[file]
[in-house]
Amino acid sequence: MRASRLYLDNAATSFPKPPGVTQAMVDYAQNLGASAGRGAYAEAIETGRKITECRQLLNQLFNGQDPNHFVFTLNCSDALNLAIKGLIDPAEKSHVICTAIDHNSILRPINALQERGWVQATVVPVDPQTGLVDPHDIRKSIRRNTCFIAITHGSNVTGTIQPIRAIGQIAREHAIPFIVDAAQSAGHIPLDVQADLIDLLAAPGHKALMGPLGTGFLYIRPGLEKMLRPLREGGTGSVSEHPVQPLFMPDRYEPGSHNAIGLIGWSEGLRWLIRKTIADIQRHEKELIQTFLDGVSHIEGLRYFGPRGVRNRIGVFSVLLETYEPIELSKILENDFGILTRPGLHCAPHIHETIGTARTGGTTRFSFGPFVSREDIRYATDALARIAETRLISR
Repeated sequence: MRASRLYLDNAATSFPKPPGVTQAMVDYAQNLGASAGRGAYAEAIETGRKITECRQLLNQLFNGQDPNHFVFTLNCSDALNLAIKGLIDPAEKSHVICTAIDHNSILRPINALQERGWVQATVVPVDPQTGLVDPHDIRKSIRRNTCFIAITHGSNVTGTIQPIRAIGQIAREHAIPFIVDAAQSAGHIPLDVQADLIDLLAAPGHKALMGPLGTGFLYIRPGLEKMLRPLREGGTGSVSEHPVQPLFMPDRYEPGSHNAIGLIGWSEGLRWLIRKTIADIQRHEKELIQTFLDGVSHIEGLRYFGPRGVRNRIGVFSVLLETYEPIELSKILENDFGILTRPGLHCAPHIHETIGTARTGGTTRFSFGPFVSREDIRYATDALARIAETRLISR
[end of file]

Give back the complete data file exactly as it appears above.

[in-house]
Amino acid sequence: MRASRLYLDNAATSFPKPPGVTQAMVDYAQNLGASAGRGAYAEAIETGRKITECRQLLNQLFNGQDPNHFVFTLNCSDALNLAIKGLIDPAEKSHVICTAIDHNSILRPINALQERGWVQATVVPVDPQTGLVDPHDIRKSIRRNTCFIAITHGSNVTGTIQPIRAIGQIAREHAIPFIVDAAQSAGHIPLDVQADLIDLLAAPGHKALMGPLGTGFLYIRPGLEKMLRPLREGGTGSVSEHPVQPLFMPDRYEPGSHNAIGLIGWSEGLRWLIRKTIADIQRHEKELIQTFLDGVSHIEGLRYFGPRGVRNRIGVFSVLLETYEPIELSKILENDFGILTRPGLHCAPHIHETIGTARTGGTTRFSFGPFVSREDIRYATDALARIAETRLISR
Repeated sequence: MRASRLYLDNAATSFPKPPGVTQAMVDYAQNLGASAGRGAYAEAIETGRKITECRQLLNQLFNGQDPNHFVFTLNCSDALNLAIKGLIDPAEKSHVICTAIDHNSILRPINALQERGWVQATVVPVDPQTGLVDPHDIRKSIRRNTCFIAITHGSNVTGTIQPIRAIGQIAREHAIPFIVDAAQSAGHIPLDVQADLIDLLAAPGHKALMGPLGTGFLYIRPGLEKMLRPLREGGTGSVSEHPVQPLFMPDRYEPGSHNAIGLIGWSEGLRWLIRKTIADIQRHEKELIQTFLDGVSHIEGLRYFGPRGVRNRIGVFSVLLETYEPIELSKILENDFGILTRPGLHCAPHIHETIGTARTGGTTRFSFGPFVSREDIRYATDALARIAETRLISR